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New Zealand Prime Minister Chris Hipkins met Chinese leader Xi Jinping in Beijing on Tuesday evening as he tries to bring the message that New Zealand is “open for business” during his five-day China trip.
Hipkins said they covered various topics during their approximately 30-minute meeting, including economic, social, and cultural connections.
The prime minister said New Zealand’s relationship with China “is one of our most significant and wide-ranging” and was pleased to reaffirm this during this trip, where he is leading a 29-person business delegation.
“I emphasised the key focus of our visit was to reaffirm our close economic relationship by supporting businesses to renew their connections with Chinese counterparts and helping grow new ones to support New Zealand’s economic recovery,” he said.
Hipkins also reiterated the importance of cooperation when supporting the international rules-based order as well as the role China can play in addressing climate change and the war in Ukraine.
“We also engaged on areas where our cultures and political systems differ, and I reiterated we will always advocate for approaches and outcomes that reflect New Zealand’s independent foreign policy or interests and values, in a respectful but consistent way.”
After the meeting, Hipkins described the meeting as “warm” and “constructive.”
However, it appears they skirted around clearly addressing the human rights issue, which Hipkins said: “wasn’t discussed in great depth.”
“The economic relationship … was, by far, the biggest topic that we discussed, but we also discussed a broad range of international issues, including international relationships,” Hipkins told reporters.
According to Chinese state-run media Xinhua, Xi said he held China-New Zealand ties in great regard and saw New Zealand as a “friend and partner.”
Just before meeting Xi, Hipkins also attended the World Economic Forum’s “Annual Meeting of New Champions” in Tianjin. There, he participated in a panel alongside other leaders, including Vietnamese Prime Minister Pham Minh Chinh, with whom he had a brief side meeting.
“We would like to see a world that is open and outwards looking. There is a trend in some parts of the world to be more inward-looking,” Hipkins said during the panel.
NZ Careful Because It Lacks Military Power: Expert
Before taking off to Beijing, Hipkins told media that he didn’t agree with U.S. President Joe Biden’s calling Xi a “dictator.”
CCP’s mouthpiece, the Global Times, praised Hipkins for the move and called New Zealand’s “proactive” diplomacy and policy towards Beijing an “example” for other Western nations.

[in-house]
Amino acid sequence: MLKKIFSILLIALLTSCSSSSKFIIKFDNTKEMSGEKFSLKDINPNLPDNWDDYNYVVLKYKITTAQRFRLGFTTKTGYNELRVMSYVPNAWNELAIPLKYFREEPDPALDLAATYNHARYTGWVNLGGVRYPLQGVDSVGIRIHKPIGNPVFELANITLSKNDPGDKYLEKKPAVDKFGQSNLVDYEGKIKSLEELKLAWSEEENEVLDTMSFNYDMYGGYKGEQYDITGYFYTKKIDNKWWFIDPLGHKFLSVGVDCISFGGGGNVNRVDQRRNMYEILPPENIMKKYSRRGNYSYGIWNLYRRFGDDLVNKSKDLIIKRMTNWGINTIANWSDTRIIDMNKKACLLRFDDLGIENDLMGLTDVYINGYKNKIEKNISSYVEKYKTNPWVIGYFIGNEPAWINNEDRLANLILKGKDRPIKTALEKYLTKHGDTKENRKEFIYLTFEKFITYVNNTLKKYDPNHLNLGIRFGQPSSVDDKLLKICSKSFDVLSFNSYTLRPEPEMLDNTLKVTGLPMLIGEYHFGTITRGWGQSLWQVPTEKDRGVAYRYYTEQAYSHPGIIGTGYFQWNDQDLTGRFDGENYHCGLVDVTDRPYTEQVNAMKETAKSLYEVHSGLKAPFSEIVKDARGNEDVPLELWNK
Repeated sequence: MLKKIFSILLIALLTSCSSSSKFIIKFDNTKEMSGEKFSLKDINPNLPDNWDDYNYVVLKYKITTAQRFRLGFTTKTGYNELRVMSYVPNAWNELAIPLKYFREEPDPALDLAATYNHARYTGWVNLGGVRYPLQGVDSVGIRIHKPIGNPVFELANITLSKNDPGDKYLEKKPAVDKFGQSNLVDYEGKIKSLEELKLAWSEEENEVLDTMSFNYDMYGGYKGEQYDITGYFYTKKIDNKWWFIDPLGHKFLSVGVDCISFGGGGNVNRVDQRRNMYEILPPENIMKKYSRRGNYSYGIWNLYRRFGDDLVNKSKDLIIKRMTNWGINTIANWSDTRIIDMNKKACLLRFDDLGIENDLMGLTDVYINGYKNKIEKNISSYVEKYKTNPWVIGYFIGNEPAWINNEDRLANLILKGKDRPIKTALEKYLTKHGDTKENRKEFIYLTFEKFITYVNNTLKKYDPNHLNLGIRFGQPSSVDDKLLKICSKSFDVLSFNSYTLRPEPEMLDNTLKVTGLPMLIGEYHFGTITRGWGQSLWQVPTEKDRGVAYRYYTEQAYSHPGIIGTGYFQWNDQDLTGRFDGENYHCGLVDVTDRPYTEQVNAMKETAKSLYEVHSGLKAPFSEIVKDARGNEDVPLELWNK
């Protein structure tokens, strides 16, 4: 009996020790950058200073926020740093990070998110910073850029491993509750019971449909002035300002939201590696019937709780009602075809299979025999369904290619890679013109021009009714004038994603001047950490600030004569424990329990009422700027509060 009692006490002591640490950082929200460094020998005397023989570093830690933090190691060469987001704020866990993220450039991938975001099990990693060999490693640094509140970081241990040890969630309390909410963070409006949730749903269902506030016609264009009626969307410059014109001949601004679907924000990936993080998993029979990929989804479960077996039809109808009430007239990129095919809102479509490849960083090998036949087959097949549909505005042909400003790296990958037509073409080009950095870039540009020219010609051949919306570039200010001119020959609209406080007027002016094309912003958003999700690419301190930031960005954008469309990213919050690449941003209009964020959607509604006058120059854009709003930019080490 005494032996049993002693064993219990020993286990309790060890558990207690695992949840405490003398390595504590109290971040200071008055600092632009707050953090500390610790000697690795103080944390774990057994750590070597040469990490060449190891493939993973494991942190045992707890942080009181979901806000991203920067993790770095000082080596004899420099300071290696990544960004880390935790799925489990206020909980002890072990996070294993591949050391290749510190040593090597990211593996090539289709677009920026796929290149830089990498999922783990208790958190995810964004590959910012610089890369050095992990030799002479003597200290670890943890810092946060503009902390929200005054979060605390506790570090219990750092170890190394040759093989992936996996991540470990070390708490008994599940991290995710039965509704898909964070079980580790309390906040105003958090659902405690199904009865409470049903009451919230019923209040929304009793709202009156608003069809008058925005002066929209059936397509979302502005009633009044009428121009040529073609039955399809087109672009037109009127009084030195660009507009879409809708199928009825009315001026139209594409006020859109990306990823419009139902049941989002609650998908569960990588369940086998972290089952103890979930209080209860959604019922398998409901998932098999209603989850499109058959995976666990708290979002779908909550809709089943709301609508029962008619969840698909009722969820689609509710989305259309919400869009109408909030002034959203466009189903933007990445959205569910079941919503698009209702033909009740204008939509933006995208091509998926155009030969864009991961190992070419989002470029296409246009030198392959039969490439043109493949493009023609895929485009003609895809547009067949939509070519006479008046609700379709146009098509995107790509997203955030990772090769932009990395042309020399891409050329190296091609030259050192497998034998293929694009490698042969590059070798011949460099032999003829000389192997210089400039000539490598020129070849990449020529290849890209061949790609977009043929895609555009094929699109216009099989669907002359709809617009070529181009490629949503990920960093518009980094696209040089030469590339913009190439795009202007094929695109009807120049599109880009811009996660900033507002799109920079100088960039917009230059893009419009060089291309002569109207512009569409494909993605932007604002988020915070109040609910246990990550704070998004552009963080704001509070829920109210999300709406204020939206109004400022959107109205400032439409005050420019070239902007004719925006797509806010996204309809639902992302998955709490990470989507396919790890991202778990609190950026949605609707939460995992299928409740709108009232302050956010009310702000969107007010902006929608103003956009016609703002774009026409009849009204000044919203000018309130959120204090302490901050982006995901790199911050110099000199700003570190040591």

It comes as New Zealand tries to walk a tightrope between its traditional Western allies and China.
But China expert and critic Prof. Anne-Marie Brady has said New Zealand’s media should avoid putting its politicians in awkward situations because it was damaging to the country’s international reputation.
She said it was sometimes tough for politicians to properly express their position at the moment with the right words.
“Famously, both [Agriculture Minister] Damien O’Connor and [Foreign Minister] Nanaia Mahuta and Chris Hipkins had said things that they perhaps may not have wished to have had gone public or didn’t put things the way they wanted,” she told the AM show.
Brady said she believed that the reason New Zealand leaders were more careful when criticising the Chinese Communist Party (CCP) than other Western nations was because of its weak military power.
“As a small state, we have to be very careful in our foreign policy; that’s just the nature of being a small state—we can’t defend ourselves militarily,” she said.
New Zealand’s refusal to approach the CCP with tougher foreign policy previously attracted critics to call the country the “soft underbelly” of the Five Eyes alliance.
Opposition Leader Agrees
As political tit-for-tat increases ahead of the New Zealand general election in October, the leader of the opposition National Party, Christopher Luxon, had a rare show of support for Hipkins.
“I fully support what Chris Hipkins is doing in China,” Luxon told the AM show.
He also agreed with the prime minister about whether or not Xi was a “dictator.”
“I do agree with Chris Hipkins. I’d say ‘no’ and I’d say, ultimately, it’s a decision for the Chinese people,” he said.
The Labour government has tried to maintain its relationship with the CCP while Western nations have been increasingly critical of Beijing’s ever-increasing economic and military aggression and human rights abuses.
Yet Labour’s main opposition, the National Party has also maintained a soft approach towards the Communist regime.
The National Party’s 2022 donation records reveal close CCP ties, with its top donors including three high-level CCP influencers and two media executives with close CCP ties.
The leading CCP donor, Shanghai-based Lu Xinyan, is the acting head of the Australia and New Zealand offices of People’s Daily Overseas Edition. She is also the president and chairman of the board of Atlantic Media Group in New Zealand.
Close behind Lu in terms of donation amount is Lili Wang, the head of the Chinese Language Herald newspaper in New Zealand. Registered in Beijing, The Herald has been revealed in 2019 to be run by a company owned by the CCP’s state-run China News Service.
The National Party’s foreign affairs spokesman Gerry Brownlee also has a history of parroting CCP propaganda, including calling the situation in Xinjiang a “terrorism problem” when discussing a United Nations report that found credible evidence of human rights violations in the region.
Brownlee has also been extremely critical of the AUKUS security arrangement, claiming it will make New Zealand less safe.
Cindy Li contributed to this report.